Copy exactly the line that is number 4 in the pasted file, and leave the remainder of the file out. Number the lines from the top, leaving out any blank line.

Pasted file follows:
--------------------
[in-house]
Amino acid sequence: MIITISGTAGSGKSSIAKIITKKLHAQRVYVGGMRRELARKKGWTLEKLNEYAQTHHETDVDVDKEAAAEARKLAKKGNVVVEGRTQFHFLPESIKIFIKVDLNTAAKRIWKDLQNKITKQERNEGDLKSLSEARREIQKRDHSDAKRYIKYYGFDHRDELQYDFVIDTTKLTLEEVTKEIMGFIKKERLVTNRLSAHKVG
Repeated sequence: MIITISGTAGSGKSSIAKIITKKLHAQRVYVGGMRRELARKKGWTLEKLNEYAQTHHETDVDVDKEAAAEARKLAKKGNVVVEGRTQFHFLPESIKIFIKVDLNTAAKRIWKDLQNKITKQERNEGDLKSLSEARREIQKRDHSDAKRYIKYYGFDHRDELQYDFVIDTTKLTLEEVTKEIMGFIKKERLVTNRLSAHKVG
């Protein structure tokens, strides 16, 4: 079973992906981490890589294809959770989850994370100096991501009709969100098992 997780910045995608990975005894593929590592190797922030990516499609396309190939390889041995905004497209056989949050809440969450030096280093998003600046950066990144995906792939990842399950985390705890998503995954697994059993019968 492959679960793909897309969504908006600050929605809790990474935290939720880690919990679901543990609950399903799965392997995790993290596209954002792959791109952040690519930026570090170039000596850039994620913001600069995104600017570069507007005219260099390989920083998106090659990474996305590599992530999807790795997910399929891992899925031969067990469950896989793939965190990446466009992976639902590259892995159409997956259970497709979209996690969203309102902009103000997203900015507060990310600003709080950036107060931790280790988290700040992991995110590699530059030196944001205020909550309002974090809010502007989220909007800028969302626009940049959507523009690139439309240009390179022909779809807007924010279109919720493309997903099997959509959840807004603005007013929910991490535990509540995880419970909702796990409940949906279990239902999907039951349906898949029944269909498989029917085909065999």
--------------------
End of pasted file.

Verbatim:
């Protein structure tokens, strides 16, 4: 079973992906981490890589294809959770989850994370100096991501009709969100098992 997780910045995608990975005894593929590592190797922030990516499609396309190939390889041995905004497209056989949050809440969450030096280093998003600046950066990144995906792939990842399950985390705890998503995954697994059993019968 492959679960793909897309969504908006600050929605809790990474935290939720880690919990679901543990609950399903799965392997995790993290596209954002792959791109952040690519930026570090170039000596850039994620913001600069995104600017570069507007005219260099390989920083998106090659990474996305590599992530999807790795997910399929891992899925031969067990469950896989793939965190990446466009992976639902590259892995159409997956259970497709979209996690969203309102902009103000997203900015507060990310600003709080950036107060931790280790988290700040992991995110590699530059030196944001205020909550309002974090809010502007989220909007800028969302626009940049959507523009690139439309240009390179022909779809807007924010279109919720493309997903099997959509959840807004603005007013929910991490535990509540995880419970909702796990409940949906279990239902999907039951349906898949029944269909498989029917085909065999």